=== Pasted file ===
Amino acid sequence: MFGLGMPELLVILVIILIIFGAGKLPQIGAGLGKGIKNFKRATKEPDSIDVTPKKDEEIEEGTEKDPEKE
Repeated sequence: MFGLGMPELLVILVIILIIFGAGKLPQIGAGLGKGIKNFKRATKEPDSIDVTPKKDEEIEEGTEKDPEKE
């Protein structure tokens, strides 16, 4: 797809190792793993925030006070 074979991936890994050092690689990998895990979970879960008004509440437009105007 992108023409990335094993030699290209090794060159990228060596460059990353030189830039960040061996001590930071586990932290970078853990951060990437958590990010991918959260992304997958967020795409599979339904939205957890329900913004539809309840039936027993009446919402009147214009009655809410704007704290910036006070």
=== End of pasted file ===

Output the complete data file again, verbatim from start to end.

Amino acid sequence: MFGLGMPELLVILVIILIIFGAGKLPQIGAGLGKGIKNFKRATKEPDSIDVTPKKDEEIEEGTEKDPEKE
Repeated sequence: MFGLGMPELLVILVIILIIFGAGKLPQIGAGLGKGIKNFKRATKEPDSIDVTPKKDEEIEEGTEKDPEKE
């Protein structure tokens, strides 16, 4: 797809190792793993925030006070 074979991936890994050092690689990998895990979970879960008004509440437009105007 992108023409990335094993030699290209090794060159990228060596460059990353030189830039960040061996001590930071586990932290970078853990951060990437958590990010991918959260992304997958967020795409599979339904939205957890329900913004539809309840039936027993009446919402009147214009009655809410704007704290910036006070």